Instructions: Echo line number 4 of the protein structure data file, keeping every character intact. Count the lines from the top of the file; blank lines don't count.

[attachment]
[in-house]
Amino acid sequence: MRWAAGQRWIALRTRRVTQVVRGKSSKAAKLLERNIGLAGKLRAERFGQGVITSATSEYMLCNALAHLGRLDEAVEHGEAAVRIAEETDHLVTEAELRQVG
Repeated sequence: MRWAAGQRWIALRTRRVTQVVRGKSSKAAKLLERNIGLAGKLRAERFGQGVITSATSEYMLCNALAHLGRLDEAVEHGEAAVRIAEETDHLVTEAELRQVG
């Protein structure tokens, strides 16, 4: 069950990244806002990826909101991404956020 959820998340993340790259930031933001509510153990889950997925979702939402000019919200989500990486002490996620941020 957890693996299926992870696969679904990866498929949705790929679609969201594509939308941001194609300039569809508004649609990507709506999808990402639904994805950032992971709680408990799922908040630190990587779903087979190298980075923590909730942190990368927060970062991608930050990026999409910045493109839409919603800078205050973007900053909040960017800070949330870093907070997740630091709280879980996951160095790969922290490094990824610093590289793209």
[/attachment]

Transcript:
């Protein structure tokens, strides 16, 4: 069950990244806002990826909101991404956020 959820998340993340790259930031933001509510153990889950997925979702939402000019919200989500990486002490996620941020 957890693996299926992870696969679904990866498929949705790929679609969201594509939308941001194609300039569809508004649609990507709506999808990402639904994805950032992971709680408990799922908040630190990587779903087979190298980075923590909730942190990368927060970062991608930050990026999409910045493109839409919603800078205050973007900053909040960017800070949330870093907070997740630091709280879980996951160095790969922290490094990824610093590289793209």